Industrial Reuse: Embracing the Unconventional

Water is required in almost every industrial sector for the processing and manufacturing of products. In 2015, it is estimated that industrial raw water consumption within the U.S. will exceed 2 million mega-liters (500 billion gal) per day. Sources of high-quality raw water for commercial plants are becoming progressively scarce. The availability of water from rivers and lakes is not only diminishing, but what is available is increasingly regulated by federal, state and local mandates. This has made industrial water recycling a high-profile concern.

Building Barriers

The Northern Village of Île-à-la-Crosse, Saskatchewan, Canada, operates a surface water treatment plant for its drinking water supply. The water source is Lac Île-à-la-Crosse in northern Saskatchewan, with its corresponding cold water temperatures.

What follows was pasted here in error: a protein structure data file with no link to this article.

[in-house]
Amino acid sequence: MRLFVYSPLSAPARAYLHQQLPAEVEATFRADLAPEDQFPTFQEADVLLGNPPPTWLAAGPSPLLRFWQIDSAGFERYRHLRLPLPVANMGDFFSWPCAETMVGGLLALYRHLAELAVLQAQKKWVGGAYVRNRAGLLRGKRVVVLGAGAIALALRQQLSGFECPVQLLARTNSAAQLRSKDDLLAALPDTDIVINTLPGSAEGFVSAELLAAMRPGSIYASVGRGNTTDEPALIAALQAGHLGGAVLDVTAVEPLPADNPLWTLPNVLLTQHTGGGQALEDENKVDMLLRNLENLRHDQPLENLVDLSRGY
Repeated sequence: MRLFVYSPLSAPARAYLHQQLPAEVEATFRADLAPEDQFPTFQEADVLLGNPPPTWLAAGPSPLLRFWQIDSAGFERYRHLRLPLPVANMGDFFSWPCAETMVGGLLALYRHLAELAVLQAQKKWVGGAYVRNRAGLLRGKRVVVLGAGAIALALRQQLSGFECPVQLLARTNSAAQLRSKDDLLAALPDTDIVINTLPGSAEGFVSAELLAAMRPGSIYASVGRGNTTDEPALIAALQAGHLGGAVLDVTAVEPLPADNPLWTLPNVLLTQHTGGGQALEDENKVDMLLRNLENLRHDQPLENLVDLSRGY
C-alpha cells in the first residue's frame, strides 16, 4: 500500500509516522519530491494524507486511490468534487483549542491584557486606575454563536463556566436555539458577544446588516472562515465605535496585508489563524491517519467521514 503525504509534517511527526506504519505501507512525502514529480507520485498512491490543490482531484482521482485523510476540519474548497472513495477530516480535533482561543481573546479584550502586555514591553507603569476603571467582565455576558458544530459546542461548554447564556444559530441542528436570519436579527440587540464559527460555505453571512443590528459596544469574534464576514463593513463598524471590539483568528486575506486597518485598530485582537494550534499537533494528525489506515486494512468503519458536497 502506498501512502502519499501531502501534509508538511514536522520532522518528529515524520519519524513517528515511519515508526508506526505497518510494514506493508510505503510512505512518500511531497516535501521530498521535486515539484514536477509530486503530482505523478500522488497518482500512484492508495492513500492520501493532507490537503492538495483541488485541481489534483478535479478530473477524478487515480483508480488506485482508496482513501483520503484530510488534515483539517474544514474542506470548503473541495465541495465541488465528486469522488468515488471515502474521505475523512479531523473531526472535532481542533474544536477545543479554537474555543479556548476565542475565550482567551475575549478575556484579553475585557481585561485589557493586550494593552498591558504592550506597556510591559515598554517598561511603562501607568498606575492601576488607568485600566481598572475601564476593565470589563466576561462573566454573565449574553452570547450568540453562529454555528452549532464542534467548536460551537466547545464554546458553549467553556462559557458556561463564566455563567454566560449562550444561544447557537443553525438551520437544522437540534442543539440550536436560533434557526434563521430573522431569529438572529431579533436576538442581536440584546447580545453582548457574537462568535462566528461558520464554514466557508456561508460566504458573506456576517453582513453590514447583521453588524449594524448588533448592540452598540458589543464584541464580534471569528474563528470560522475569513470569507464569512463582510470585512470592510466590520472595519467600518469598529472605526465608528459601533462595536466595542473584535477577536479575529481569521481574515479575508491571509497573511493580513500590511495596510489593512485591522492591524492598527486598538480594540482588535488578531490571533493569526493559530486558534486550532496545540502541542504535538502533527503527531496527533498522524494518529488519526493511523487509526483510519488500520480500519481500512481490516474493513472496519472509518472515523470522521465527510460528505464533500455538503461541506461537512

Centered on Wastewater Treatment

The number of hydraulic fracturing (fracking) shale oil and gas wells in the U.S. and worldwide continues to increase. Within the Bakken Shale formation in North Dakota and Montana alone, upwards of 15,000 wellheads are in operation, with another 20,000 wells planned. The U.S. has vast reserves of oil and natural gas that are commercially reachable due to advances in horizontal drilling and fracking technologies, which have enabled access to oil and gas in shale formations, such as the Bakken. 

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